“However, many of our actions are uninformed in that they involve us teaching in certain ways simply because we have been told we ought to” (Brookfield 2006, p. 24)
This is how I felt before taking PIDP. Although my teaching was ‘good’, it felt like I was either teaching the way I had been taught or doing what felt right. Turns out, I have a pretty good teaching intuition; because what I was doing often reflected what I now know is best practice.
I had even ‘invented’, uninformed, a class activity that turns out to be a modified “Jigsaw” technique. I was always willing to try new things, but I wanted to make informed decisions. I wanted to involve students more, but didn’t know how.
The first step in that was taking these courses, to be externally informed by best practice and research. The second step would be to be better informed through critical reflection (internally with respect to the course). According to Brookfield, there are four facets to critical reflection on teaching: through (1) students and (2) colleague’s eyes, (3) research and (4) personal reflection.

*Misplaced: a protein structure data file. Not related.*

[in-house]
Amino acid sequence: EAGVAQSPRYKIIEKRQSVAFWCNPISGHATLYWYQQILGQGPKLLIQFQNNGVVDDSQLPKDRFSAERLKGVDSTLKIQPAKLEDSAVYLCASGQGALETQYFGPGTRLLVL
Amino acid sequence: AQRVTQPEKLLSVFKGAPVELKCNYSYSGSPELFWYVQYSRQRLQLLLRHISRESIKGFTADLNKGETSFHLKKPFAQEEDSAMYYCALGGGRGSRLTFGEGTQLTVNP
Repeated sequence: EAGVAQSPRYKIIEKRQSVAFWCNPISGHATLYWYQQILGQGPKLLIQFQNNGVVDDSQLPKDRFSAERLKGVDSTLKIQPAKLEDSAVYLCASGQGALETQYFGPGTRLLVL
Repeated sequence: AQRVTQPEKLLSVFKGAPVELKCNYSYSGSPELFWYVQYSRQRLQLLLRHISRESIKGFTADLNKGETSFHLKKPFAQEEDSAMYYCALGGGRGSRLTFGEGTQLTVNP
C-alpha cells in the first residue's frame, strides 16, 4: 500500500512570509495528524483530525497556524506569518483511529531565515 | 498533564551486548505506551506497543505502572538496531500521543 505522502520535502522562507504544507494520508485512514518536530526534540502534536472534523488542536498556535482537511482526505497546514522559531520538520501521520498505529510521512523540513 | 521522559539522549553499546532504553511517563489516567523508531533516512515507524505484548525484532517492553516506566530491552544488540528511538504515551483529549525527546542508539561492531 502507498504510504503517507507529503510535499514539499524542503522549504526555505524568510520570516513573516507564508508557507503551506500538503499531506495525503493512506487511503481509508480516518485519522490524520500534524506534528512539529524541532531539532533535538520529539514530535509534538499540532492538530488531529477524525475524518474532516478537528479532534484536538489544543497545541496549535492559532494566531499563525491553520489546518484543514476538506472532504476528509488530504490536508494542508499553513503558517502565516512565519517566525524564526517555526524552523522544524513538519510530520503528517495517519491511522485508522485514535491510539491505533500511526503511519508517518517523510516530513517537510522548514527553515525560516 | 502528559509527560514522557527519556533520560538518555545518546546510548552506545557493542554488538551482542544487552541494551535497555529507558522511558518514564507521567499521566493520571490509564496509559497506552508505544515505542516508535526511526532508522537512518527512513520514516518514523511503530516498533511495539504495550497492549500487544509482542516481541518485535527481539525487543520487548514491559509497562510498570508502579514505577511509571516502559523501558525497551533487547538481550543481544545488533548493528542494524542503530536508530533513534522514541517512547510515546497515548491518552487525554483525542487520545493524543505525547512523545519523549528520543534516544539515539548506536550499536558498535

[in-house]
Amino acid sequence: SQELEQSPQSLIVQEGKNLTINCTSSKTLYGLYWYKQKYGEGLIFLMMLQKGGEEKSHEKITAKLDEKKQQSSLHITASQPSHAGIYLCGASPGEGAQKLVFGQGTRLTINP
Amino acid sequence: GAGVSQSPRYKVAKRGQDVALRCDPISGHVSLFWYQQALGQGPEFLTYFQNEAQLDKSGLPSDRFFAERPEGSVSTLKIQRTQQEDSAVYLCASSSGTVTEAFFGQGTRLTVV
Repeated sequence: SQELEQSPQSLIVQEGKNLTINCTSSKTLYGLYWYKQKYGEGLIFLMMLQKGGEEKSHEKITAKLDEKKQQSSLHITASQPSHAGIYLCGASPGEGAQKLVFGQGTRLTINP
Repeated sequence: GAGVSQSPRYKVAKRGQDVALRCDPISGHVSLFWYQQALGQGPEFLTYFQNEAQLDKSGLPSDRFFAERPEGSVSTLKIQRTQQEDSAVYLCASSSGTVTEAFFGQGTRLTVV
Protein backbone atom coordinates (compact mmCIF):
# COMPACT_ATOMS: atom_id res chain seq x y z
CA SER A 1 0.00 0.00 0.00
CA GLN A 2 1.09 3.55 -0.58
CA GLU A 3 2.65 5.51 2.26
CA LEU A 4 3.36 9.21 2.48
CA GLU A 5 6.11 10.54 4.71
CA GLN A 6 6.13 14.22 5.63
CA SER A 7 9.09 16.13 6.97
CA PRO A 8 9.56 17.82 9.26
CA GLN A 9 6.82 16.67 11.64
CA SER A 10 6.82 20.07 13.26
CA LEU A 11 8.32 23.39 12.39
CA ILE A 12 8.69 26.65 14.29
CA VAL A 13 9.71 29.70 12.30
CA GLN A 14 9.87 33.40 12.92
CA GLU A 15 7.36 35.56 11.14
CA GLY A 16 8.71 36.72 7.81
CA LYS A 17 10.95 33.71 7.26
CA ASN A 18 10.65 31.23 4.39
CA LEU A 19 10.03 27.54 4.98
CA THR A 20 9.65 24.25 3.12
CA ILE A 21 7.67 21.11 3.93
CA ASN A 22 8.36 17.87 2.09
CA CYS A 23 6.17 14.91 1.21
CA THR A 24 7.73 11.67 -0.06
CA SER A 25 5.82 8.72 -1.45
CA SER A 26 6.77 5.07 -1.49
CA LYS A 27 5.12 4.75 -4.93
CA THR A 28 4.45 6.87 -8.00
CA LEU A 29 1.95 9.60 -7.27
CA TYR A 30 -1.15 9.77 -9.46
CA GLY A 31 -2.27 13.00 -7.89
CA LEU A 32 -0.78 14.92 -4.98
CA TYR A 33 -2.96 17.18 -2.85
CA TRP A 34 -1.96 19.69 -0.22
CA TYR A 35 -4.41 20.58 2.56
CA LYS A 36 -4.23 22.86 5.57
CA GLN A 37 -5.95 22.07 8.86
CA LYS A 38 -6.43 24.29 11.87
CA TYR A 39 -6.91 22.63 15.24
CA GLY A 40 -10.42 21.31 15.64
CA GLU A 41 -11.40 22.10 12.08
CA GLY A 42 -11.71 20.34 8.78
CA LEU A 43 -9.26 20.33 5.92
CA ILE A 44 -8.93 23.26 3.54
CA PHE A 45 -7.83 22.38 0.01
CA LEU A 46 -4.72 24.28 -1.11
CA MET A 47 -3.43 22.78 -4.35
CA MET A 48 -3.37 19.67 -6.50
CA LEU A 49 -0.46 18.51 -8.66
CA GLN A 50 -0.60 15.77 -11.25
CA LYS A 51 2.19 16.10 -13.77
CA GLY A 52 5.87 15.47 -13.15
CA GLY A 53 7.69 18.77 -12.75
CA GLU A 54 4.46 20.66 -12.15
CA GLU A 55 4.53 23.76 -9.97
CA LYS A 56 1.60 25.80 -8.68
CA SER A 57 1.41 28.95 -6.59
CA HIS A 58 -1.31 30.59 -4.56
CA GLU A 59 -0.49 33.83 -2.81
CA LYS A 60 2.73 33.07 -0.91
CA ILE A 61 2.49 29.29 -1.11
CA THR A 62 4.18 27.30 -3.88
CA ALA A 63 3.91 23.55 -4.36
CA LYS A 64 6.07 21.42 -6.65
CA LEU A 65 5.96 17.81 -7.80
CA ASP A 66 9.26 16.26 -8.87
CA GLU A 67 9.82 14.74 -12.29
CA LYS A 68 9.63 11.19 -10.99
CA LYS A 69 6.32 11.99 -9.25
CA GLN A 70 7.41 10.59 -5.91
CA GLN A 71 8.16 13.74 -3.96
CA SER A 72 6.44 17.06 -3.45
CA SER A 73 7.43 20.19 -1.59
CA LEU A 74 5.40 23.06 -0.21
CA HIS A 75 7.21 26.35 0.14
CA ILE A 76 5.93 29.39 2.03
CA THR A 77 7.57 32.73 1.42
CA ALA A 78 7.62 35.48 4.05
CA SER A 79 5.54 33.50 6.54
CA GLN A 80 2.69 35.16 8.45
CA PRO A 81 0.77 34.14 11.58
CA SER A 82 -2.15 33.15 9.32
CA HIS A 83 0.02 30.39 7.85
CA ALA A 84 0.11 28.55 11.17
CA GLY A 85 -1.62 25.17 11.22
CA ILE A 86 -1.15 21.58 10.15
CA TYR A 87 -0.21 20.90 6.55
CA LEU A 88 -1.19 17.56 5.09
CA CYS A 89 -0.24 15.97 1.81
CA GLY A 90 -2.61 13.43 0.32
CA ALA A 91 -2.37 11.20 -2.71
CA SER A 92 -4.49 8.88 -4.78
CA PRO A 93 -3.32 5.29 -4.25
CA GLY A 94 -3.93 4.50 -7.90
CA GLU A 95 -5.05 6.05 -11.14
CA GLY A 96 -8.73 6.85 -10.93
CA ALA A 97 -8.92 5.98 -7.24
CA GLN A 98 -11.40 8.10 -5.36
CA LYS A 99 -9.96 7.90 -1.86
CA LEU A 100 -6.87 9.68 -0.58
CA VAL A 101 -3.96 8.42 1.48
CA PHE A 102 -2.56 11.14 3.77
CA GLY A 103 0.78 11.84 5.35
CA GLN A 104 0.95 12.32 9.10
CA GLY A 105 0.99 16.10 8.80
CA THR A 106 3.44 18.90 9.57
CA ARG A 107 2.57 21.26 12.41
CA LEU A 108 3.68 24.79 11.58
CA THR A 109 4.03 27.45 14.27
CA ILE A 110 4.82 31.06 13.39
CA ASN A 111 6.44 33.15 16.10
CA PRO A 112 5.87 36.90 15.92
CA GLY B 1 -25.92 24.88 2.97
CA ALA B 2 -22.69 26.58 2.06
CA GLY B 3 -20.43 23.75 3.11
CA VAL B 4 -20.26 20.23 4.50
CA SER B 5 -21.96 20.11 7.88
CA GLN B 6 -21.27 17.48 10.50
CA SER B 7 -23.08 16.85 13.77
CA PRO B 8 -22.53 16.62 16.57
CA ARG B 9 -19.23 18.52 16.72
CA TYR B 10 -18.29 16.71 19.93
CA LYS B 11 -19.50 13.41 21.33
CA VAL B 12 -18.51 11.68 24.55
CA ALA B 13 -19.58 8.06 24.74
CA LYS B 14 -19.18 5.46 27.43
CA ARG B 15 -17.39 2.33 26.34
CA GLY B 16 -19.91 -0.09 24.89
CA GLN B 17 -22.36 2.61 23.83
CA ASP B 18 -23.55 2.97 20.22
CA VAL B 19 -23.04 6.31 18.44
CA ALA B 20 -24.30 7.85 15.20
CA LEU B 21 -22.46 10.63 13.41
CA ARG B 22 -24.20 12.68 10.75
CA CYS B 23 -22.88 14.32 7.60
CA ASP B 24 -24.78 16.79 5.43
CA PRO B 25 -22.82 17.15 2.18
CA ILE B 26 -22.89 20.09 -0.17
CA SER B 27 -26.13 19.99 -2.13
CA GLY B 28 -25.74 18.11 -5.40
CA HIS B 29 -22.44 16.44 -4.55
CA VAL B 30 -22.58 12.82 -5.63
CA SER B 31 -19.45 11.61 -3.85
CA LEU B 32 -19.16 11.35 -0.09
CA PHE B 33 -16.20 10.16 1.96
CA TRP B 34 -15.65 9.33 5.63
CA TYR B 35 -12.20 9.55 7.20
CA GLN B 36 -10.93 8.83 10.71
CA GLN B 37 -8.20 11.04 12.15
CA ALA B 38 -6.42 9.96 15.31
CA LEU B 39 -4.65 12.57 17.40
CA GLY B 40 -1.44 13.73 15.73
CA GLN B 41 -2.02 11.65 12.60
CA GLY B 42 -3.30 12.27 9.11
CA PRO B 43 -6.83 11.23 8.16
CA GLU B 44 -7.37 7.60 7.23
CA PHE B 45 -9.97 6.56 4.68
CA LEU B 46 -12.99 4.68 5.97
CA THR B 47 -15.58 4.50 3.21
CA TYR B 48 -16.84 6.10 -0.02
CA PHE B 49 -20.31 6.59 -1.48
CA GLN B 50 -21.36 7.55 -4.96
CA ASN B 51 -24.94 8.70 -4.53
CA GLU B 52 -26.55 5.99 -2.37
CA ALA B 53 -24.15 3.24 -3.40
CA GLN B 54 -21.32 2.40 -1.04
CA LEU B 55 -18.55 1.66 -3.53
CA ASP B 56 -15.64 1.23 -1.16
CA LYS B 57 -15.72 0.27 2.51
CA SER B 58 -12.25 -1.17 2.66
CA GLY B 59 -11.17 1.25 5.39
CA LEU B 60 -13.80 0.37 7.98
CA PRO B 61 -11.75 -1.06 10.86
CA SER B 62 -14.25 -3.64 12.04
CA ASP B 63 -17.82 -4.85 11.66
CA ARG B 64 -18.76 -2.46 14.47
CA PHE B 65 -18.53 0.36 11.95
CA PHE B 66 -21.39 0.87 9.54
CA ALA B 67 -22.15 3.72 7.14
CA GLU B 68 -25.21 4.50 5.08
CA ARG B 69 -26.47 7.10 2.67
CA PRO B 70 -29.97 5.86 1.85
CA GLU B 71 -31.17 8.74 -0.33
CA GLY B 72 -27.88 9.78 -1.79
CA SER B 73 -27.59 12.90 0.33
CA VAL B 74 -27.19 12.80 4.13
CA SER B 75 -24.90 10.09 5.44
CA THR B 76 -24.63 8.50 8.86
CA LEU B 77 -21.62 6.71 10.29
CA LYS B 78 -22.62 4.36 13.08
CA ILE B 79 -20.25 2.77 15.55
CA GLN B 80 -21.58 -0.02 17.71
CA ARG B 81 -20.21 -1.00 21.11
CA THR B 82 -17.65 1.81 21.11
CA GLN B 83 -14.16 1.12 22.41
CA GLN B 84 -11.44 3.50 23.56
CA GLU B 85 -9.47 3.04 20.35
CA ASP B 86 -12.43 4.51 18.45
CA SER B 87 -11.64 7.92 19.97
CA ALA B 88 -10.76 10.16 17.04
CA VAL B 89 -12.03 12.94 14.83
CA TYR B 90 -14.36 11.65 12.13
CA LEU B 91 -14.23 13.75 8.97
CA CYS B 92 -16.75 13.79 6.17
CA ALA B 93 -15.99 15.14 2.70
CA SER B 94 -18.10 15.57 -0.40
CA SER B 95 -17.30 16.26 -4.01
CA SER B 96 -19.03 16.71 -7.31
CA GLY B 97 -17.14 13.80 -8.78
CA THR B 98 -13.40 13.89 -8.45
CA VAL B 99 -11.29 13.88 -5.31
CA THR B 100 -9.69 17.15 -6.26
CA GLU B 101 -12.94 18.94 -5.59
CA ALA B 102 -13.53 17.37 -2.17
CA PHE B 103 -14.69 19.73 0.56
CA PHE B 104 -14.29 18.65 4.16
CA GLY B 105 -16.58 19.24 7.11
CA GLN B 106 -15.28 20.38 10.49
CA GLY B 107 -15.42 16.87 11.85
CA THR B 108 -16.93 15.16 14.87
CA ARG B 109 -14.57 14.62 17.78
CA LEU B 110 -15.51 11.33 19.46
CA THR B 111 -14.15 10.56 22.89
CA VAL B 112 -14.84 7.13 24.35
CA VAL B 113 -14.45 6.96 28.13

As with most university courses, the only feedback on teaching I currently get is though course-end evaluations, and as discussed here, I don’t find that very useful. I definitely want to hear from students, and look forward to implementing opportunities for feedback in the near future.
Unfortunately there is really no opportunity for colleague observation. At my small college, there is no provision to provide instructors the opportunity to observe others teaching. Most are employed elsewhere, and are only on campus for the duration of their classes or other responsibilities. As part of research that I’ll be participating in about active learning, an instructor from SFU will be observing my class, but will be focused on other things most of the time.
Evidence-based research on teaching is something I have been able to get in to through PIDP courses. I was interested prior to that in reading research, but it was daunting to get started in a completely different subject area.
Finally, personal reflection on my teaching is new to me, but through PIDP courses I have been forced to begin, and (hopefully) am improving.
I have always looked for ways to improve my teaching, but was very much using a “scattergun” approach (Brookfield, 2006). Strategies I have read about through PIDP courses have given me just the tools I was looking for.
Brookfield, S. 2006. The Skillful Teacher. San Francisco: Jossey-Bass